The fall harvest season wouldn't be complete without ears of Indian corn as part of decor in homes and businesses. From wreaths to centerpieces, and everything in between, Indian corn seems to be everywhere in October and November, except on a dinner plate. It's corn, but can you actually eat it? And where did it come from?
According to folklore, these colorful ears were named after the indigenous people of North America. They had been cultivating it for years when they introduced it to the Europeans who arrived in the Western Hemisphere in the 15th century. "Indian corn" isn't exclusive to the North American continent. Experts say that it grew in China, India and South America for centuries. And our ancestors didn't decorate with it, they ate it.
Unlike the niblets or corn on the cob that you serve at mealtime, Indian corn isn't sweet. It's also got a starchy texture when it's cooked. You could compare it to hominy, which is used to make grits. Indian corn can be ground to make flour, or the whole kernel can be reserved for popcorn. Ears with larger kernels are typically used for flour or cornmeal production, while those with small, pointy kernels are perfect for popcorn.
Indian corn's texture and composition aren't the most unusual things about it, its color is. Most of us are used to seeing yellow ears of corn. How could blue, red, gold and yellow kernels co-exist on the same cob? The Indian corn you commonly find at the grocery store is one of several hybrid varieties developed within the last 50 years. These calico patterned or speckled varieties of Indian corn result from cross pollination of single shaded plants. In addition to the multiple colored ears, there are solid ears in shades of white, ruby, blue and black.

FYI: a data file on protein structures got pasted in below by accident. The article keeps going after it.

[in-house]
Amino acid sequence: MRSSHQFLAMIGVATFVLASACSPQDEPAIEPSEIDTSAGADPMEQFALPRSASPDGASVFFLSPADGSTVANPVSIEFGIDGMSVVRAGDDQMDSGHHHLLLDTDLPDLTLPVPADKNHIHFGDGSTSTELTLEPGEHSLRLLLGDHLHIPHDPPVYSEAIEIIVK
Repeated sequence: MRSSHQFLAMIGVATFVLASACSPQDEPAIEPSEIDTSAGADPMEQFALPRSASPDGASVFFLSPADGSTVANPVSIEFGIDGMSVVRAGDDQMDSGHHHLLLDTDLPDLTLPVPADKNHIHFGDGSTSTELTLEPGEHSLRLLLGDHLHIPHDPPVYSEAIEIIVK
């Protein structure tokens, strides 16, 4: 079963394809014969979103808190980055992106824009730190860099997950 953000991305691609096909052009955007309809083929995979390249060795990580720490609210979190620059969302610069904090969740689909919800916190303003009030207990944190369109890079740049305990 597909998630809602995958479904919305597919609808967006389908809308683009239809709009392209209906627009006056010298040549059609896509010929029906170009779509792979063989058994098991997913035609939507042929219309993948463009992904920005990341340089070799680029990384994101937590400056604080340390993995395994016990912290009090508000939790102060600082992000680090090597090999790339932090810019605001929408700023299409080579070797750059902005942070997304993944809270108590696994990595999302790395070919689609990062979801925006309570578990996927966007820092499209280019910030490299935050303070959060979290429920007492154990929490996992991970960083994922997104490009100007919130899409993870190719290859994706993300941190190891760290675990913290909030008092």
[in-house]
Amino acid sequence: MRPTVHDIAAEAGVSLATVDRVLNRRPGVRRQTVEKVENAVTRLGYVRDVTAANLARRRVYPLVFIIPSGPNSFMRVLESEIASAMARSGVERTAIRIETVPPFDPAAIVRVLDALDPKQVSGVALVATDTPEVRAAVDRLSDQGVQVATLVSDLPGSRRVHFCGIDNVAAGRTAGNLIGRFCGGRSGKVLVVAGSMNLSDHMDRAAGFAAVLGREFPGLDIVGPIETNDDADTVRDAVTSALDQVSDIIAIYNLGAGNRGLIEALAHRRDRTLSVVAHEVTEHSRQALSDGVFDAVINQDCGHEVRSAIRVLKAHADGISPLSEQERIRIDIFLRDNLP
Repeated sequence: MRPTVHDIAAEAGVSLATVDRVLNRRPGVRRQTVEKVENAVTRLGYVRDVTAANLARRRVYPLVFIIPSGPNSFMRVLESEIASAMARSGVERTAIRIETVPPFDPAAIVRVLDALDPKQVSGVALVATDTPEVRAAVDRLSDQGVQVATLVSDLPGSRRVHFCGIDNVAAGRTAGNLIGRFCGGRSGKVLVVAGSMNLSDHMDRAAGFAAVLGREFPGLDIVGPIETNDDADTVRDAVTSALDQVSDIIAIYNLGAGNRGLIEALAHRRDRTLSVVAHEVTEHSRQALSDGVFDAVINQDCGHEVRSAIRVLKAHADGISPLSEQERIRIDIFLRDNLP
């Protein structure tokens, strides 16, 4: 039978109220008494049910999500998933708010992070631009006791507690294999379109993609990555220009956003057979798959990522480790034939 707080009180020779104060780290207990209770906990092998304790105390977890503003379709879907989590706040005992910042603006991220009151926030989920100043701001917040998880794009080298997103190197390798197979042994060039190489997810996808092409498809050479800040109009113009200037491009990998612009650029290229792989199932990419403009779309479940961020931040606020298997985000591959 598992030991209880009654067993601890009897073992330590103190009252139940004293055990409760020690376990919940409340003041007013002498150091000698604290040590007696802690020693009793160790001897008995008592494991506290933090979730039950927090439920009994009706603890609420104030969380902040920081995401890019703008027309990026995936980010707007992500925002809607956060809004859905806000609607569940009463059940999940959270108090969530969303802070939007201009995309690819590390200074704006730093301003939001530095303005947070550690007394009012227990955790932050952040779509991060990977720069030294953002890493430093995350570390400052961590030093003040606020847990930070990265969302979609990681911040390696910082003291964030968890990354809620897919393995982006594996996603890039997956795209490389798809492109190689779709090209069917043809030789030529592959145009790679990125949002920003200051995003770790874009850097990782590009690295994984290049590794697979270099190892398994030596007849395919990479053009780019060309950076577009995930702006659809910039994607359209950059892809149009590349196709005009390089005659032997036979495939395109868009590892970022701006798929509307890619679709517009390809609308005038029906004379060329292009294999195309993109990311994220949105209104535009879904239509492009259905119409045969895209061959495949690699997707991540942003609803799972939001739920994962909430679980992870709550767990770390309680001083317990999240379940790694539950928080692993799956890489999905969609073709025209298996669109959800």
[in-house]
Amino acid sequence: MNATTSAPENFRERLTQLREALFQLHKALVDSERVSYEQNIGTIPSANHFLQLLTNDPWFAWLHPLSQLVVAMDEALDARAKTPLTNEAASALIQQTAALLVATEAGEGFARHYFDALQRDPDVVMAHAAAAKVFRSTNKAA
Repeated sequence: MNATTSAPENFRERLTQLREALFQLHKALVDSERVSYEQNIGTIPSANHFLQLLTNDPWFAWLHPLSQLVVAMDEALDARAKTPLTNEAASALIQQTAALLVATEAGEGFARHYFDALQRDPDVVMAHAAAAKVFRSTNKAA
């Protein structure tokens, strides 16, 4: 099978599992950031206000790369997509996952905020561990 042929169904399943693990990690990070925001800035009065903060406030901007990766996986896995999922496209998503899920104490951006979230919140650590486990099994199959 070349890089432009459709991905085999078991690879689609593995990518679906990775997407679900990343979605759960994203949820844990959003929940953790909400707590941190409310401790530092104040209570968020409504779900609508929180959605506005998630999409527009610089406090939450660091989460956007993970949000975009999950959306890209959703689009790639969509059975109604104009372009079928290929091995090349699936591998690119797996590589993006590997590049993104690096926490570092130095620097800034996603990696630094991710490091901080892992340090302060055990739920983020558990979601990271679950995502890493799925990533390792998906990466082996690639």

Raw Indian corn is very hard, so trying to eat it could break your teeth.
Research Source: How Stuff Works
Shepherd’s pie is an old English dish, made with meat, vegetables and topped with mashed potatoes, and baked. This updated version is made on top of the stove. Perfect for summer.
Skillet Shepherd’s Pie
Copyrighted 2013, Christine’s Pantry. All rights reserved.
1 pound ground beef
salt and pepper, to taste
1 tablespoon Worcestershire sauce
1/4 teaspoon liquid smoke
1 onion, chopped
1 (15.5 oz.) can corn, drained
cooked mashed potatoes
In a cast iron skillet, add ground beef, salt, pepper, Worcestershire sauce and liquid smoke, stir and cook until no longer pink. Add onions, cook for 2 minutes. Stir in corn. Top with cooked mashed potatoes.
Place skillet under broiler, until potatoes are light golden brown. Enjoy!